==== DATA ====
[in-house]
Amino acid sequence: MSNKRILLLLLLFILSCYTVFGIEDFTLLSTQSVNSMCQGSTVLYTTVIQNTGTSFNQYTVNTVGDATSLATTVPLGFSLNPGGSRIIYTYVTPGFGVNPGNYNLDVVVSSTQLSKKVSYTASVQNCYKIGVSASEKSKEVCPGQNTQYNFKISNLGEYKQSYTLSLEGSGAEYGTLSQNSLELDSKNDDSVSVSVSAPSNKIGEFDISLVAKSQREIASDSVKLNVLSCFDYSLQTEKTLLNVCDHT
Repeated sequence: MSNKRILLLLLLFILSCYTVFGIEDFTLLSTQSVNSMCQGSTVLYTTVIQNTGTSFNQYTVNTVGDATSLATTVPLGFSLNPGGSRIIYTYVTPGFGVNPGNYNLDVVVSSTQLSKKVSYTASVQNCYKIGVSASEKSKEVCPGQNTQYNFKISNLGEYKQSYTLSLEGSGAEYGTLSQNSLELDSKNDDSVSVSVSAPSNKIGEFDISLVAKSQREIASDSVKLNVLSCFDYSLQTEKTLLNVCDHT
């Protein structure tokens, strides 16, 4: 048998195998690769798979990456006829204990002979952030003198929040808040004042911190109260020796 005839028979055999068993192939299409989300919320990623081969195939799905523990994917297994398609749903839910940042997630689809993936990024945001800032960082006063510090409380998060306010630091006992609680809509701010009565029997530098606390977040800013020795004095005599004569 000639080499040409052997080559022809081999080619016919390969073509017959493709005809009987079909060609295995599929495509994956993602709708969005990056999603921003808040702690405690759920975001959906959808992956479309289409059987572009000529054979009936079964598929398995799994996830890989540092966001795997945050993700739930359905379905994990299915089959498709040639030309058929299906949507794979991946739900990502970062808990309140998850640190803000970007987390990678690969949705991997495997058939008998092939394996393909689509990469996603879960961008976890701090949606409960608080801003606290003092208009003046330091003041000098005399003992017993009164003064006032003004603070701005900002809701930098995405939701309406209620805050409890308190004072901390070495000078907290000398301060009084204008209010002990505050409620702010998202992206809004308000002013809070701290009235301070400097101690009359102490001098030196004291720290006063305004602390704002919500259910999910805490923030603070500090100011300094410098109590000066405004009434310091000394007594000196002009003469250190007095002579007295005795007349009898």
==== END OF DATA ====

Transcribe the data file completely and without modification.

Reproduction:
[in-house]
Amino acid sequence: MSNKRILLLLLLFILSCYTVFGIEDFTLLSTQSVNSMCQGSTVLYTTVIQNTGTSFNQYTVNTVGDATSLATTVPLGFSLNPGGSRIIYTYVTPGFGVNPGNYNLDVVVSSTQLSKKVSYTASVQNCYKIGVSASEKSKEVCPGQNTQYNFKISNLGEYKQSYTLSLEGSGAEYGTLSQNSLELDSKNDDSVSVSVSAPSNKIGEFDISLVAKSQREIASDSVKLNVLSCFDYSLQTEKTLLNVCDHT
Repeated sequence: MSNKRILLLLLLFILSCYTVFGIEDFTLLSTQSVNSMCQGSTVLYTTVIQNTGTSFNQYTVNTVGDATSLATTVPLGFSLNPGGSRIIYTYVTPGFGVNPGNYNLDVVVSSTQLSKKVSYTASVQNCYKIGVSASEKSKEVCPGQNTQYNFKISNLGEYKQSYTLSLEGSGAEYGTLSQNSLELDSKNDDSVSVSVSAPSNKIGEFDISLVAKSQREIASDSVKLNVLSCFDYSLQTEKTLLNVCDHT
């Protein structure tokens, strides 16, 4: 048998195998690769798979990456006829204990002979952030003198929040808040004042911190109260020796 005839028979055999068993192939299409989300919320990623081969195939799905523990994917297994398609749903839910940042997630689809993936990024945001800032960082006063510090409380998060306010630091006992609680809509701010009565029997530098606390977040800013020795004095005599004569 000639080499040409052997080559022809081999080619016919390969073509017959493709005809009987079909060609295995599929495509994956993602709708969005990056999603921003808040702690405690759920975001959906959808992956479309289409059987572009000529054979009936079964598929398995799994996830890989540092966001795997945050993700739930359905379905994990299915089959498709040639030309058929299906949507794979991946739900990502970062808990309140998850640190803000970007987390990678690969949705991997495997058939008998092939394996393909689509990469996603879960961008976890701090949606409960608080801003606290003092208009003046330091003041000098005399003992017993009164003064006032003004603070701005900002809701930098995405939701309406209620805050409890308190004072901390070495000078907290000398301060009084204008209010002990505050409620702010998202992206809004308000002013809070701290009235301070400097101690009359102490001098030196004291720290006063305004602390704002919500259910999910805490923030603070500090100011300094410098109590000066405004009434310091000394007594000196002009003469250190007095002579007295005795007349009898």